If you want to move fast, it is a lot easier to do so if you can rapidly connect to the right talent, customers, suppliers and investors. The right board members will provide connections to all of these.
If you want to move fast, you may break things, it is better if you have a soft place to land if things stay broken. A board of directors provides limitation of liability to the founders and shareholders of the company. Running a company without a board is like racing a car without airbags. You can do it, but you’re more likely to take risk if you know that that safety equipment is there.
Even the best, most skilled CEOs (Warren Buffett, Richard Branson, Elon Musk) have boards of directors. That’s not only because boards help companies move fast, but also because running a great company is really a team sport.
A problem arises in that the corporation needs to act through real people and there needs to be some basis for determining whether a CEO of a company (or anyone else) is acting for the corporation or on her own behalf.
The traditional way to solve this problem (the origins of which extend at least back into the middle ages) is to create a board of directors to oversee and be responsible for the actions of the corporation. None of the individual board members, in their capacity as board members, can act individually on behalf of the corporation. But, acting as a group they can make collective decisions for the corporation and, legally, those decisions are the decisions of the corporation, not any of the directors individually.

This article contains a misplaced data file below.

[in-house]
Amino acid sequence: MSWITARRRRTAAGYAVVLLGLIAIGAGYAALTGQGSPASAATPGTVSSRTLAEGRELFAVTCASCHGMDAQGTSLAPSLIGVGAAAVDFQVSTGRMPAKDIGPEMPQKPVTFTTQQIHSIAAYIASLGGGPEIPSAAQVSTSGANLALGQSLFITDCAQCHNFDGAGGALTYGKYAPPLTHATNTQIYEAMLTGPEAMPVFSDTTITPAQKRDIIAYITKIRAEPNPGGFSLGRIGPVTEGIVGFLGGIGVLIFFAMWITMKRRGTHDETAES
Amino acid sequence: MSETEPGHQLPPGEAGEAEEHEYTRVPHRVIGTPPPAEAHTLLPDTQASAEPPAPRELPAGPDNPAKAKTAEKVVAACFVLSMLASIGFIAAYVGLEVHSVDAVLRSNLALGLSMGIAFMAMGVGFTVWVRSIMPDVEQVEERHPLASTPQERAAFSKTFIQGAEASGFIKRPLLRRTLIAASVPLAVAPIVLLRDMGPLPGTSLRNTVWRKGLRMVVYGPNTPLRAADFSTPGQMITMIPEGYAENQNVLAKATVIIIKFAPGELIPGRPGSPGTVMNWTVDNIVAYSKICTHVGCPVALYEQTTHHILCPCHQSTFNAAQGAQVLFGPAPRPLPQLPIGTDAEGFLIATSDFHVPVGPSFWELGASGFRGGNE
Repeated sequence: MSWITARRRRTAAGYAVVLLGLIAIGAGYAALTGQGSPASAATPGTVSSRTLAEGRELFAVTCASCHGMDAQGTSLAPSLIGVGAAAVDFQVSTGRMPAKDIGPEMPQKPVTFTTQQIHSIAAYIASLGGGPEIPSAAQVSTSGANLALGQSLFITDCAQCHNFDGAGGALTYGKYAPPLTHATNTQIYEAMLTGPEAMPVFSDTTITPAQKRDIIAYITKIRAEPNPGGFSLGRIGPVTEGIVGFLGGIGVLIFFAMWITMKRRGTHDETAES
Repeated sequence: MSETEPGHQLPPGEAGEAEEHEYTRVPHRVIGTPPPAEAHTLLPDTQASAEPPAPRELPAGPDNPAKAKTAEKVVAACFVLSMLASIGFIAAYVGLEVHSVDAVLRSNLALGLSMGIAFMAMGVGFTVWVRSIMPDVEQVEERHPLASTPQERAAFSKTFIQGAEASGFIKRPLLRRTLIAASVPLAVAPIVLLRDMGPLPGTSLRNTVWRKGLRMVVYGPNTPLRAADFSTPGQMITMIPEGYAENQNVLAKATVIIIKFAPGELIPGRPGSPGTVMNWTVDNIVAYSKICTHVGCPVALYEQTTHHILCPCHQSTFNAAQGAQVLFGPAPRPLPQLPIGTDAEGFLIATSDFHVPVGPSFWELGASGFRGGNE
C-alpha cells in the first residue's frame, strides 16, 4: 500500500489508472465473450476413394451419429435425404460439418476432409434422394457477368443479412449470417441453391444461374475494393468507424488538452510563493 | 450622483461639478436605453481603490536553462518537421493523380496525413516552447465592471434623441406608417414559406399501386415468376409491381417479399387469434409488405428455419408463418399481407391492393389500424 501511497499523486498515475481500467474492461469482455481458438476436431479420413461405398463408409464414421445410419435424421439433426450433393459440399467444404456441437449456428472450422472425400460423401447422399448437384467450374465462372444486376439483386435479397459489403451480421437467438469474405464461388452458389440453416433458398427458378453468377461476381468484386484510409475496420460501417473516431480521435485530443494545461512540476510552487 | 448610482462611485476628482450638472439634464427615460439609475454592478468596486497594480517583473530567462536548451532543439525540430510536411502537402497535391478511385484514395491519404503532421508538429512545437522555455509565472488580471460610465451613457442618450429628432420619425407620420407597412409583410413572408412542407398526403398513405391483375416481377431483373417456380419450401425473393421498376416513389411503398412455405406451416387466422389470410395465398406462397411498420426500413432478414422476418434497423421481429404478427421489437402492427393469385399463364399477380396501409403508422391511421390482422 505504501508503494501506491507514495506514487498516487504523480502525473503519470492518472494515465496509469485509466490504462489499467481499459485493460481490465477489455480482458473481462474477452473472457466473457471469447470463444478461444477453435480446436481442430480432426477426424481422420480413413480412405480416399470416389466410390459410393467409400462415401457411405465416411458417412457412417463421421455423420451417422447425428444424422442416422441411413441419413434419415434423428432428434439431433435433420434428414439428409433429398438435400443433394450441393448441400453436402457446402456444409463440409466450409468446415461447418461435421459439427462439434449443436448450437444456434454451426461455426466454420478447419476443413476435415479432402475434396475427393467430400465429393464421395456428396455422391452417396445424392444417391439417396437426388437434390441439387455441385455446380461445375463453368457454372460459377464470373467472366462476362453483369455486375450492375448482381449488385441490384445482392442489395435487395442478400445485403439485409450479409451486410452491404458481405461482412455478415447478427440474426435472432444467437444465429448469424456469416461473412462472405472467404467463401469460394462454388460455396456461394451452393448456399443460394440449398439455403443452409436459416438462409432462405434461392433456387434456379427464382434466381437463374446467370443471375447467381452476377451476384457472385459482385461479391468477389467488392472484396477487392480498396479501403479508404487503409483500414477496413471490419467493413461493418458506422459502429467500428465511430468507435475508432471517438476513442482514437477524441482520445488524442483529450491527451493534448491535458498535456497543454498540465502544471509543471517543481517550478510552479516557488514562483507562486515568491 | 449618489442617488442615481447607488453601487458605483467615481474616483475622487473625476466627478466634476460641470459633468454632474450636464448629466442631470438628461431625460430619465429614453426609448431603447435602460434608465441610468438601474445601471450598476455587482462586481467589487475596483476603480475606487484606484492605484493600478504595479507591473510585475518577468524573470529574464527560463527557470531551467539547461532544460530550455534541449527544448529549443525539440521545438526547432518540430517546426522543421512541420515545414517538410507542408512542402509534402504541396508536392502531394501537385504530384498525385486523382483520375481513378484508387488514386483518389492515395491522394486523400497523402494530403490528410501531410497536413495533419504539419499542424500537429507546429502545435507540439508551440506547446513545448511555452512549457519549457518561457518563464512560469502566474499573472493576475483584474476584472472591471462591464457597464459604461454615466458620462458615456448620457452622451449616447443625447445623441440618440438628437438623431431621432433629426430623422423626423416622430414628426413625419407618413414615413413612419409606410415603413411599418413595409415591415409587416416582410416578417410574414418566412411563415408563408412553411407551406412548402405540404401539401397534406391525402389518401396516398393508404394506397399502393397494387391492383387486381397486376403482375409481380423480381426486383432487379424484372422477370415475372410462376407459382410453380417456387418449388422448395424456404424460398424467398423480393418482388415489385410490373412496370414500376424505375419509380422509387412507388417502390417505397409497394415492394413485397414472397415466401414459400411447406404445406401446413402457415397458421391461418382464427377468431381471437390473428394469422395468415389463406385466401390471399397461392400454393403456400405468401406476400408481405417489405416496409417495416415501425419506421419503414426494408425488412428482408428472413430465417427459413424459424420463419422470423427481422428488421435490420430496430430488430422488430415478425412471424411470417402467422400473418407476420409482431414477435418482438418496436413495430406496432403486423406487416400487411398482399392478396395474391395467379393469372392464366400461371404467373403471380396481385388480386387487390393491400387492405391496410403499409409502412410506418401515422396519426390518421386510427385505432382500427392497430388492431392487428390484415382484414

One decision that a board can make is to appoint a chief executive officer (who might also be a board member) with specified authority to act for the corporation. But the CEO’s ability to act for the corporation extends only as far as the board authorizes. If the board authorizes the CEO to sign contracts in value up to $100K, then the CEO can do that. After that, the CEO needs to get board approval in order for the corporation to enter the contract.
So, you might be saying to yourself, that this seems like a lot of complication and overhead. And perhaps in some ways it is. But the benefits are large. Corporations can sell shares to combine capital from many shareholders, they can enter into contracts that bind the corporation and not any of its individual directors or officers, they can shield their shareholders, directors and officers from liability by assuming that liability to themselves.
Now, in addition to all of this, there are large benefits from having a board of directors in that typically the major investors or donors to the organization sit on the board, those directors are typically great sources of advice for the organization’s management, etc.
But fundamentally, the board exists in order to provide a collective will for the artificial person that a corporation is. By the way, this post isn’t legal advice, I’m not a lawyer and you should get your own independent advice and form your own independent judgment on all these matters.
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